I’m not going to give an in-depth critique and analysis, but the focus on the hard luck cases (particularly Jerry, La’Darius, Morgan, and Lexi, but also Gabi whose parents come across as taskmasters), while showing how people can overcome adversity at times felt exploitative. Both Jerry and La’Darius are young African American men. La’Darius had a difficult childhood where he was bullied and taunted and shamed for his sexuality (he is openly out as gay in the documentary). Jerry lost his mom to illness and is probably the single most likeable person on television right now because of his endlessly positive and accepting attitude. At one point it looks as if he’s going to be “on the mat” for Daytona but then he is taken off the next day and he surmises that his “chance” was really just to give a wake-up call to La’Darius, who needed to smarten up. Morgan was basically abandoned by her parents as a young teen. She looks up to Monica (the coach) so much you get the impression she would do anything that was asked of her (and she does when she is a top girl).

Though of course there is drama in the very story of training for a championship—will they be ready in time? Will they win? How will they overcome THIS injury (there are lots) or setback (there are lots)? — the momentum for a six episode series (as opposed to one feature length documentary) really comes from developing narratives around these five or six young people who are overcoming adversity and having a chance to shine.

The other thing worth noting is the despite there being a small number of African American men as catchers, spotters and tumblers, the women are almost all tiny, thin, and white—there is virtually no departure at all from the cheerleader stereotype among the women in the show, except perhaps Lexi who is a formidable tumbler who is able to pull off the same floor stunts as the men (which is apparently unusual).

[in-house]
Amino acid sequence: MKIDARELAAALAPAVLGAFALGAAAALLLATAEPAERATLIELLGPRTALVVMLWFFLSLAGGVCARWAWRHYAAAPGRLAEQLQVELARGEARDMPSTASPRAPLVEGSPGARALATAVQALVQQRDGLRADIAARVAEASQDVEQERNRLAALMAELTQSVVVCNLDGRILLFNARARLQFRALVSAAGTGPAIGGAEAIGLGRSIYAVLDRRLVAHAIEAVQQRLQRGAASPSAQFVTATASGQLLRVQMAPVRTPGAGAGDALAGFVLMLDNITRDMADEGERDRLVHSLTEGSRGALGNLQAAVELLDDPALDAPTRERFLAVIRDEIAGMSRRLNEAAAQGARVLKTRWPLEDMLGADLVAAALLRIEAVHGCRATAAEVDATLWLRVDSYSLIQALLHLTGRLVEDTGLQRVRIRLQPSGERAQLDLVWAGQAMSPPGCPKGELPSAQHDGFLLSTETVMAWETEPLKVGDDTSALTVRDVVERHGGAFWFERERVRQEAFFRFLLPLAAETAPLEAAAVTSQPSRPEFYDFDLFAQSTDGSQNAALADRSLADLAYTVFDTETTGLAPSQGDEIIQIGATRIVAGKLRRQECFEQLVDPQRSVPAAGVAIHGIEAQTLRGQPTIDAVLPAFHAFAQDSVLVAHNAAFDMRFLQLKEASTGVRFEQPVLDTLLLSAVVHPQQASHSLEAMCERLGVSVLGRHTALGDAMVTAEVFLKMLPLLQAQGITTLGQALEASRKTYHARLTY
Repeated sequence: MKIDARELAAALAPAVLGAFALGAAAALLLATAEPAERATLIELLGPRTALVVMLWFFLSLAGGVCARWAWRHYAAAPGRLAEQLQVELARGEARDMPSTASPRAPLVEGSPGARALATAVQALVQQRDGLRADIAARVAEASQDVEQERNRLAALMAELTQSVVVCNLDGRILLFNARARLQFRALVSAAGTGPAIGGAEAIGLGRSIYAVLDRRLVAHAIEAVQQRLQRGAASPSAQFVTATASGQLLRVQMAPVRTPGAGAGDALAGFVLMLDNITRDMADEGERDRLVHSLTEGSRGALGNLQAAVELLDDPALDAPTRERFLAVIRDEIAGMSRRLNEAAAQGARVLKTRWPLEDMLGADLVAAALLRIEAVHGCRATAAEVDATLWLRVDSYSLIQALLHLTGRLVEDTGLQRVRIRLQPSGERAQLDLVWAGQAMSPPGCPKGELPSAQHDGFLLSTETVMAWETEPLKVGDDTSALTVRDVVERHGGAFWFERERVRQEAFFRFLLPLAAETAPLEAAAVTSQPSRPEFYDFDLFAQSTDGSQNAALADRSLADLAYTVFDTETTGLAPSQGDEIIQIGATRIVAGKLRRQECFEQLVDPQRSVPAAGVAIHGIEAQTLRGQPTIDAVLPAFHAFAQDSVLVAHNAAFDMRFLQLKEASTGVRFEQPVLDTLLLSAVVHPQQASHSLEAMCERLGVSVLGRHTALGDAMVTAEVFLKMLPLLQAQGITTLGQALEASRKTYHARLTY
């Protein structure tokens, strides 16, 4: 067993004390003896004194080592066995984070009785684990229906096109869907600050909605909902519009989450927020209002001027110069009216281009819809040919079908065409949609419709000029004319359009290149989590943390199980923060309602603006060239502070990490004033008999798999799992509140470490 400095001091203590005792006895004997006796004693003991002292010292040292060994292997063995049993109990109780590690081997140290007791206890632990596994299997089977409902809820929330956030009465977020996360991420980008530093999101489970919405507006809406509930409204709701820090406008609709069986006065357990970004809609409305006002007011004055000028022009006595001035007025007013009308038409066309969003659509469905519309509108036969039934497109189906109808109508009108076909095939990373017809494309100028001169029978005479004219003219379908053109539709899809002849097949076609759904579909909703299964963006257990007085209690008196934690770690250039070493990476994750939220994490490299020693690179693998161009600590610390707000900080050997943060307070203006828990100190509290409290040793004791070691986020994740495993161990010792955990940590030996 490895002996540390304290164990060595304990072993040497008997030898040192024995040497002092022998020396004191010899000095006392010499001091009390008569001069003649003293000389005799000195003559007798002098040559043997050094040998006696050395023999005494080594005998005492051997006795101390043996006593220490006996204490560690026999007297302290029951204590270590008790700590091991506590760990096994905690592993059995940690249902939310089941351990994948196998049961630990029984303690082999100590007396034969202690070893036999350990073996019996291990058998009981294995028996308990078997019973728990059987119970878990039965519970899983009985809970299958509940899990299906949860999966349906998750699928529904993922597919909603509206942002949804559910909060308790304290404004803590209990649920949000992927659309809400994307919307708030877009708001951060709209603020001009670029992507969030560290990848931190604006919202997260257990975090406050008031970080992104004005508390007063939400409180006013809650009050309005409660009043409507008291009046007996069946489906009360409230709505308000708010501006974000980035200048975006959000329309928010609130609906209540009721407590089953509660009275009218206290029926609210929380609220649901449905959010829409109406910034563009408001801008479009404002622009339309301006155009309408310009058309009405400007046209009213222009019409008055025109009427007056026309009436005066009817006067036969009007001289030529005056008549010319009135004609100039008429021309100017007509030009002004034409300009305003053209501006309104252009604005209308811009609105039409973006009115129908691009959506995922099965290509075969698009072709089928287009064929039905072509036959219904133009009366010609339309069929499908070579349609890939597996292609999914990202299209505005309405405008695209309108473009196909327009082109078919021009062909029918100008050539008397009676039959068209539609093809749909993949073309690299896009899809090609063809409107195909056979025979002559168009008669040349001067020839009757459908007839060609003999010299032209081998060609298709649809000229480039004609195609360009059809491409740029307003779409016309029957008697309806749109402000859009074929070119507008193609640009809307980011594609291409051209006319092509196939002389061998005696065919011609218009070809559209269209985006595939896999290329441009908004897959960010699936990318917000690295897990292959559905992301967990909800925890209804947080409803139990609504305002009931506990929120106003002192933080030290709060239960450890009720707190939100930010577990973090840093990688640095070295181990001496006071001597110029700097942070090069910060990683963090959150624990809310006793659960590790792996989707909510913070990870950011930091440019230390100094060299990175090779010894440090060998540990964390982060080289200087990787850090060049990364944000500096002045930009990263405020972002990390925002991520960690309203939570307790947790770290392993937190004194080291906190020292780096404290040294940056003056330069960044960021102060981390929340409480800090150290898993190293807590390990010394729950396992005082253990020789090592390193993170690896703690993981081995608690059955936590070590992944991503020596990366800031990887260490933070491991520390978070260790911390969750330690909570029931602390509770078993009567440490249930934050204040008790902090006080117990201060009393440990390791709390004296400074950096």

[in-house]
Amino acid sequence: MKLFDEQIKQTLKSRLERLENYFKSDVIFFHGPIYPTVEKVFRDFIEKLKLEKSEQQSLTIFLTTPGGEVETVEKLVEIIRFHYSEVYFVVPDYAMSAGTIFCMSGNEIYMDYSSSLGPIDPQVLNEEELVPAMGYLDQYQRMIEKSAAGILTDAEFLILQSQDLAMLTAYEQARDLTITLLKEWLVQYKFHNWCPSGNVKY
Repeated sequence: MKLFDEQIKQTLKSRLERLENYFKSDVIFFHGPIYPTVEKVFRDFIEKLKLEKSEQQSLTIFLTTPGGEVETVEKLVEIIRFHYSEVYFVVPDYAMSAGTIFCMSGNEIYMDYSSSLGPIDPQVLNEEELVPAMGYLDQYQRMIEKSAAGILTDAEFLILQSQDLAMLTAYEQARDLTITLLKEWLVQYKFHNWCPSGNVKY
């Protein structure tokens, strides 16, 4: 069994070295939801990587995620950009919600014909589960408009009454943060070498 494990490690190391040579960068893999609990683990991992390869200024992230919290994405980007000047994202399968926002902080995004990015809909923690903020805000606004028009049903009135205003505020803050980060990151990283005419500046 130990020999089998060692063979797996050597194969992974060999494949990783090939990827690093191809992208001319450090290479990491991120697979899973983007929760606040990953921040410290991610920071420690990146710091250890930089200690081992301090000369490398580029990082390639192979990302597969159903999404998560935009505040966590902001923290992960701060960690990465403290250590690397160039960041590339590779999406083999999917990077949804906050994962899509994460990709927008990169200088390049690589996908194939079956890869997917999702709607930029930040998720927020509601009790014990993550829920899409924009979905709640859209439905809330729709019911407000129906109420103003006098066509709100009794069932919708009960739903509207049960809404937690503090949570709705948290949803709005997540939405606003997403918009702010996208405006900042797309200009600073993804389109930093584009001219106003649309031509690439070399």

And while they focus on the few whose lives have been difficult, there are another 30+ team members whose families had the financial wherewithal to enable them to be active in all-star cheerleading throughout their lives. Despite the narrative angle, therefore, it’s misleading to suggest that the Navarro team is a motley crew of kids from difficult life circumstances, saved from their terrible fates by Monica. This is not to trivialize the good she does do. Nor is it to minimize the manner in which these team members, despite adverse life circumstances, along with the rest of the team, are incredible athletes who accomplished something wonderful (regardless of the outcome—-and I will not reveal it here!).

Rather, it is to note that building drama around the handful of kids who had a tougher go doesn’t necessarily depict with accuracy what competitive cheerleading at that level is typically like. Like any sport, most of the team members are groomed from an early age and are able to compete because their families could afford their extracurricular activity.

That said, Cheer is worth watching. I watched one one-hour episode a night for six nights and each time I looked forward to it. I truly cared what was going to happen to the team. And I understand that a documentary can’t spotlight 40 people and be successful. There need to be stars, people in secondary roles, and the unnamed “rest of the team.”

Whatever you think of Cheer, you can’t deny that these are all underrated athletes worthy of recognition. What they do is an amazing feat, hard to watch at all, but impossible not to view with awe.